The island of Antigua is famous with its 365 beaches – one for each day of the year. I am not sure if that is in fact true, but all beaches on Antigua are open to the public.
The idea of Antigua in my mind was of a paradise-like exotic island. We wanted to see more of the island and decided to do a tour which also includes visiting a beach. On our arrival at St. John we were surrounded by local tour guides offering to take us pretty much whereever we want on the island. The prices most of them offered for a three hours tour of the western part of the island was $25 per person.
We got in the van together with six other people. Our driver Joe was also our tour guide and told us many interesting facts about Antigua.
St. John is the capital city of Antigua. We passed by it with the van but what we saw didn’t impress me at all. Most of the buildings were run-down small wooden structures in a very bad condition although they were a museum or a government building.
When in 1493 Christopher Columbus discovered Antigua for the European world, the population of the island consisted of Arawak Indians and Carib people. According to one of the legends about the origin of the name “Antigua”, Columbus called the island “Anti Agua” as there is a lack of fresh, drinking water. This is a problem for the local residents and almost all of the houses had water tanks to collect rain water.
Today Antigua is a part of the British Commonwealth and gained its independence in 1981.
While we were traveling through the middle of the island, we saw many students with uniforms walking around, probably going home from school. Our guide Joe has told us that the government provides free uniforms and lunch for the kids, which stimulates parents to send kids to school.
The first stop of our tour was a viewpoint which offered a nice view towards the harbour. There was many street stalls there and it was obvious that the tour guides were bringing tourist to them. Next we passed by Nelson’s Dockyard without stopping (none of us wanted to stop so we can have more time to spend on the beach).
At that moment, I wouldn’t say I was particularly impressed with Antigua. On the contrary, everywhere we were seeing these run-down wooden houses/sheds and garbage, and everything we were seeing was in bad condition – it doesn’t matter if it was a house or a building or just a park. It all looked dirty and not well maintained.
Before we started the tour, I asked the driver to show us a beach. He had me if I had a beach in mind and I said Valley Church Beach. From the inner side of the island we drove to the east coast. There, it all looked a lot better. The wooden sheds were gone and we saw huge houses nestled in the green hills. We stopped to see a pretty, deserted beach with a hotel next to it. A night in this hotel costed $1,000 but the beach was public. The prettier and the more luxurious side of Antigua was showing itself slowly to us. From this spot we were able to notice the outlines of the neighbouring island – Montserrat.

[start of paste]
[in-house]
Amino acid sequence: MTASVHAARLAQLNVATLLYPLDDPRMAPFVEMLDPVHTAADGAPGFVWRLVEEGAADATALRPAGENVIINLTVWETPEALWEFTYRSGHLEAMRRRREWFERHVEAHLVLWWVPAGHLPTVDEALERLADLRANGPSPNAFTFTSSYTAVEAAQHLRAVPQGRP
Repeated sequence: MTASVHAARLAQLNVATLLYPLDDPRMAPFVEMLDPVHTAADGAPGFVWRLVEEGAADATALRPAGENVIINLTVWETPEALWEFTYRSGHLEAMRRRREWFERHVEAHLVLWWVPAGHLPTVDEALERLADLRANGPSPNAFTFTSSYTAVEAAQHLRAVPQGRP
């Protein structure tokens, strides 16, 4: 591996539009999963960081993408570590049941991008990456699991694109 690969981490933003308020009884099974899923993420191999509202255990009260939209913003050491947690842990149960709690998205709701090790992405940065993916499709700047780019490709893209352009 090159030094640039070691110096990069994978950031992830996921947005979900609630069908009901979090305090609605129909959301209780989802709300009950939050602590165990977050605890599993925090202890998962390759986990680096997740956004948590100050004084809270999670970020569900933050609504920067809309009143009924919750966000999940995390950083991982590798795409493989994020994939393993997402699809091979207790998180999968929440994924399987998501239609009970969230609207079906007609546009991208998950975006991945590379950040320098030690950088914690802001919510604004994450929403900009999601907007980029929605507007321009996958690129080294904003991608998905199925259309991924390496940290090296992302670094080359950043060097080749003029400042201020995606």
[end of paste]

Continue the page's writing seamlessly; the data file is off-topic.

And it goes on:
At 2 pm we arrived at Valley Church Beach. We negotiated with the driver to stay at this beach for 1 hour. This beach was one of the most incredible beaches I have ever seen. It looked like a beach from a picture of a travel magazine. We walked on the white, fine and soft beach, gazing at crystal light-blue water – this beach looked almost surreal to me! This was how I was imagining an exotic island in the Caribbean Sea, this was the Antigua from my dreams!
For three hours we were able to just scratch the surface of Antigua and I am positive that there were so many other beautiful places to see there. Because of beaches like Valley Church Beach Antigua is known for being the exotic island were celebrities and Hollywood movie stars have houses and vacation. Of course, they are trying to keep a low profile while there, and as Joe said, a taxi driver might not even notice that the tourist in his car is Robert De Niro.
And in spite of the beautiful beaches, Antigua was the Caribbean island the impressed me the least. A friend of mine has told me that in her opinion St. Lucia was one of the poorest islands, and with a sinking heart I was wondering what was yet to come in our cruise.
Subsequently, it turned out that the other three islands we were about to we liked a lot better than Antigua.
So, if I ever go back to Antigua, I would definitely take a tour around the coast and visit as many beaches as I can, and stop and enjoy at least 2 or 3 of them.
More posts from the series “Cruise in the Southern Caribbean” here.